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When you are receiving treatment at Rocky Hill Chiropractic Center with Dr. Maryott you can be assured of three things. You will receive thorough and specific treatment for your complaints. And you will be given a detailed explanation of how and why your problem began. And you will be given instructions on what you can do to fix your condition.
'Pinched nerve' is a phrase used to describe symptoms of pain, numbness or weakness caused by compression of a nerve. What is most characteristic of pinched nerves is that the pain or numbness radiates away from the site where the compression occurs. To correct the problem detailed knowledge of the nervous system, skeleton and muscles is essential.
Although a nerve can be compressed anywhere along its length, 'pinched nerve' usually refers to a nerve compressed as it passes through a small opening in the spine, called a foramen. The specific pattern of pain or numbness indicates where the nerve has been compressed.
Pain radiating down the arm, usually with difficulty turning the head, points to the neck.
Suspect a pinched nerveif your symptoms increase when you bend your head back and toward the side of pain.
Sharp pain in the rib area when breathing or twisting indicates a pinched nerve in the mid back.
Pain radiating down one leg is the most characteristic symptom of a pinched nerve in the low back. These symptoms can have other causes as well. Suspect a pinched nerve if bending forward while keeping your symptomatic leg straight increases your pain.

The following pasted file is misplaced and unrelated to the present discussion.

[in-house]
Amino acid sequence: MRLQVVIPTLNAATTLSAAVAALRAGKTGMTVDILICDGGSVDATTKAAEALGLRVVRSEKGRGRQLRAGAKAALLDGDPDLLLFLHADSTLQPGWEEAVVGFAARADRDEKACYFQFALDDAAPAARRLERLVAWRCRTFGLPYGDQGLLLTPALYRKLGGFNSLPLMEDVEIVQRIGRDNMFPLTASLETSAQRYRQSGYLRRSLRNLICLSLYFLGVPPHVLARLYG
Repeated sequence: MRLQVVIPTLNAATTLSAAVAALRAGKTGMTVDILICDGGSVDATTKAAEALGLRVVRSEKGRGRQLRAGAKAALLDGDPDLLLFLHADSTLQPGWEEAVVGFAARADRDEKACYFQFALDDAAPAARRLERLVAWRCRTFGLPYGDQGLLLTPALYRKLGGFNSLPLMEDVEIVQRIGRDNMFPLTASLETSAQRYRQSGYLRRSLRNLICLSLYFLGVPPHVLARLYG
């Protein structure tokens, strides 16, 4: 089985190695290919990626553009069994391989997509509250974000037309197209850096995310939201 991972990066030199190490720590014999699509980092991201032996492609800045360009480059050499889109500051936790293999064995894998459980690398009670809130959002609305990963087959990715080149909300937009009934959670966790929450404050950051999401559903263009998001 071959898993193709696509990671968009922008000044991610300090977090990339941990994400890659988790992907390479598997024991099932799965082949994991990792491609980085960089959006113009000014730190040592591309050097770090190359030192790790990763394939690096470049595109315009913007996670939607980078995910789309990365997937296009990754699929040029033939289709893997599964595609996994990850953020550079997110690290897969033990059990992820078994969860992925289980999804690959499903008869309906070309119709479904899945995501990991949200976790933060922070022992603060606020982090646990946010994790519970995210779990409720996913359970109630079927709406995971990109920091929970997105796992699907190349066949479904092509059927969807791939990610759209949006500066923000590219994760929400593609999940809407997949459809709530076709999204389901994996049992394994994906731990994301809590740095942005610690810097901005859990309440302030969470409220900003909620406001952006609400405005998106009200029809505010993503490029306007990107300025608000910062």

Nerve compression is a serious condition. The following advice is to help you temporarily until you can get appropriate treatment.
The best thing you can do to manage the pain of nerve compression is to apply cold to the site of the compression. Many times this will not be the site of the pain. The simplest way to apply cold is to mix ice and water in a waterproof bag and put it on the site where the nerve is compressed. The water guarantees that the contact will be good and the ice keeps the water very cold. Apply the cold for 15 minutes, then remove for at least 15 minutes. Repeat as often as needed.
There are three major types of treatment for a pinched nerve: medication, manipulation and surgery. They each have advantages and disadvantage.
Medication is the easiest. In fact you can buy over the counter medication and in effect treat yourself. If you go to the ER or your MD, they will usually prescribe a combination of three medications: an anti-inflammatory, a muscle relaxer and a pain killer (often a narcotic.) This approach may be described as 'pop and pray.' You 'pop' the pills and pray that your body figures out how to re-balance itself, at least enough to stop the pain. Many of the patients I have seen have first tried medication, without success.
The disadvantage to the use of medication is that it is reactive and does not place any importance on understanding why the body hurt in the first place. Pain is seen as the problem not as the message that there is a problem.
Whereas medication focuses on managing the chemical reaction created when a nerve is compressed and irritated, both surgery and manipulation address the physical component of nerve compression. Manipulation focuses on restoring optimal function. In my office I use a combination of acupressure, myofascial therapy and chiropractic manipulation to restore proper muscle tone and joint alignment. Surgery on the other hand focuses on removing and repairing damaged tissue.
These two approaches are more complementary than opposed to one another. Manipulation is obviously more appropriate in conditons with less physical damage. The reverse is true of surgery. The danger to the patient comes when manipulation is not considered and the only alternatives suggested are medication and, if that doesn't work, surgery.